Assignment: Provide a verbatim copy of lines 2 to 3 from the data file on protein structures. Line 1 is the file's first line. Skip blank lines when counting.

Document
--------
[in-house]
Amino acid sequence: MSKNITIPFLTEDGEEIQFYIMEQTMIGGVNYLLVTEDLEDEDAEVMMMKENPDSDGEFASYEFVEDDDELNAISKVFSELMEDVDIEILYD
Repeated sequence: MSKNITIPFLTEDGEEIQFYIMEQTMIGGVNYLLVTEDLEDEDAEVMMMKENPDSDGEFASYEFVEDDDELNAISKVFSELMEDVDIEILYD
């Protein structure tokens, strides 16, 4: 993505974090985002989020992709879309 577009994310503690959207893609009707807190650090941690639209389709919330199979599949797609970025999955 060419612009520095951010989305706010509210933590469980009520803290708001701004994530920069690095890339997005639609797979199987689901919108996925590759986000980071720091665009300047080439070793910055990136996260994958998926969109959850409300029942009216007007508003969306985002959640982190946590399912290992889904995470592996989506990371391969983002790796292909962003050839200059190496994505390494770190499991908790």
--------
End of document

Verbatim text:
Amino acid sequence: MSKNITIPFLTEDGEEIQFYIMEQTMIGGVNYLLVTEDLEDEDAEVMMMKENPDSDGEFASYEFVEDDDELNAISKVFSELMEDVDIEILYD
Repeated sequence: MSKNITIPFLTEDGEEIQFYIMEQTMIGGVNYLLVTEDLEDEDAEVMMMKENPDSDGEFASYEFVEDDDELNAISKVFSELMEDVDIEILYD